Send to

Choose Destination
Am J Med Genet. 1999 Jan 15;82(2):132-9.

Different mutations in the same codon of the proteolipid protein gene, PLP, may help in correlating genotype with phenotype in Pelizaeus-Merzbacher disease/X-linked spastic paraplegia (PMD/SPG2).

Author information

Department of Medical and Molecular Genetics, Indiana University School of Medicine, Indianapolis 46202-5251, USA.


Pelizaeus-Merzbacher disease/X-linked spastic paraplegia (PMD/SPG2) comprises a spectrum of diseases that range from severe to quite mild. The reasons for the variation in severity are not obvious, but suggested explanations include the extent of disruption of the transmembrane portion of the proteolipid protein caused by certain amino acid substitutions and interference with the trafficking of the PLP molecule in oligodendrocytes. Four codons in which substitution of more than one amino acid has occurred are available for examination of clinical and potential structural manifestations: Valine165 to either glutamate or glycine, leucine 045 to either proline or arginine, aspartate 202 to asparagine or histidine, and leucine 223 to isoleucine or proline. Three of these mutations, Val165Gly, Leu045Pro, and Leu223Ile have not been described previously in humans. The altered amino acids appear in the A-B loop, C helix, and C-D loop, respectively. We describe clinically patients with the mutations T494G (Val165Gly), T134C (Leu045Pro), and C667A (Leu223Ile). We discuss also the previously reported mutations Asp202Asn and Asp202His. We have calculated the changes in hydrophobicity of short sequences surrounding some of these amino acids and compared the probable results of the changes in transmembrane structure of the proteolipid protein for the various mutations with the clinical data available on the patients. While the Val165Glu mutation, which is expected to produce disruption of a transmembrane loop of the protein, produces more severe disease than does Val165Gly, no particular correlation with hydrophobicity is found for the other mutations. As these are not in transmembrane domains, other factors such as intracellular transport or interaction between protein chains during myelin formation are probably at work.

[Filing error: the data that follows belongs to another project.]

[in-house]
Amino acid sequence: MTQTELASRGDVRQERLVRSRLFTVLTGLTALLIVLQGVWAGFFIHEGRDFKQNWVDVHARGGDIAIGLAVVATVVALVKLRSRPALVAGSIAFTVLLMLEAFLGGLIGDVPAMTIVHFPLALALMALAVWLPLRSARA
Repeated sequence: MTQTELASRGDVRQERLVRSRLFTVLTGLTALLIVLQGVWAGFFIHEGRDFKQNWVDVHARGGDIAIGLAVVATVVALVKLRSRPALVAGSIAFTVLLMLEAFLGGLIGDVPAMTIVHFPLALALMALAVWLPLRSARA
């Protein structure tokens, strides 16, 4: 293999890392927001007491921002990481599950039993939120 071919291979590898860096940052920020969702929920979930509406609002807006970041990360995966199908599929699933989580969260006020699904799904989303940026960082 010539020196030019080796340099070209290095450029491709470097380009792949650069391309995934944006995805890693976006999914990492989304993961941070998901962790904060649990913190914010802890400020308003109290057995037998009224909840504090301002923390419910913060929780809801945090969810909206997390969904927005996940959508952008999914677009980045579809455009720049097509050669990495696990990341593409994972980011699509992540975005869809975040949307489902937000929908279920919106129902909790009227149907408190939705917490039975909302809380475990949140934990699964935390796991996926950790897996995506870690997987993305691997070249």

Supplemental Content

Loading ...
Support Center